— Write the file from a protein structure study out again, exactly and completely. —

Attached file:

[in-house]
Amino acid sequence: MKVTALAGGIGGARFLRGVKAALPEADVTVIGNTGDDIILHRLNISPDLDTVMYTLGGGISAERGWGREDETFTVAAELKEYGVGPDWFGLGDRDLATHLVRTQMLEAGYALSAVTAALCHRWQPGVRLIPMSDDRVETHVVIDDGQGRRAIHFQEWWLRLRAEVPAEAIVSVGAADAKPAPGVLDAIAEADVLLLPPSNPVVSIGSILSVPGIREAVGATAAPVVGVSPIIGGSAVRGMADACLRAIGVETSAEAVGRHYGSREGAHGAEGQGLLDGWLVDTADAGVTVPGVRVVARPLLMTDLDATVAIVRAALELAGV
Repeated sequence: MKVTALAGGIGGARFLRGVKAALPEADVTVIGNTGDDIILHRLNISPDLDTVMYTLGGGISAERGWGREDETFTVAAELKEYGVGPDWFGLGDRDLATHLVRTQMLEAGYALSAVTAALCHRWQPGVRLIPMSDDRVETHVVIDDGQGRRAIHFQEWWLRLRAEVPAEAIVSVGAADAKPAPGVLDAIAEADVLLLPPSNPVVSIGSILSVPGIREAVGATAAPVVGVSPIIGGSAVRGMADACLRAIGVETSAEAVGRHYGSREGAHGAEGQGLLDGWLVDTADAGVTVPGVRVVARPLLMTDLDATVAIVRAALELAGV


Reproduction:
[in-house]
Amino acid sequence: MKVTALAGGIGGARFLRGVKAALPEADVTVIGNTGDDIILHRLNISPDLDTVMYTLGGGISAERGWGREDETFTVAAELKEYGVGPDWFGLGDRDLATHLVRTQMLEAGYALSAVTAALCHRWQPGVRLIPMSDDRVETHVVIDDGQGRRAIHFQEWWLRLRAEVPAEAIVSVGAADAKPAPGVLDAIAEADVLLLPPSNPVVSIGSILSVPGIREAVGATAAPVVGVSPIIGGSAVRGMADACLRAIGVETSAEAVGRHYGSREGAHGAEGQGLLDGWLVDTADAGVTVPGVRVVARPLLMTDLDATVAIVRAALELAGV
Repeated sequence: MKVTALAGGIGGARFLRGVKAALPEADVTVIGNTGDDIILHRLNISPDLDTVMYTLGGGISAERGWGREDETFTVAAELKEYGVGPDWFGLGDRDLATHLVRTQMLEAGYALSAVTAALCHRWQPGVRLIPMSDDRVETHVVIDDGQGRRAIHFQEWWLRLRAEVPAEAIVSVGAADAKPAPGVLDAIAEADVLLLPPSNPVVSIGSILSVPGIREAVGATAAPVVGVSPIIGGSAVRGMADACLRAIGVETSAEAVGRHYGSREGAHGAEGQGLLDGWLVDTADAGVTVPGVRVVARPLLMTDLDATVAIVRAALELAGV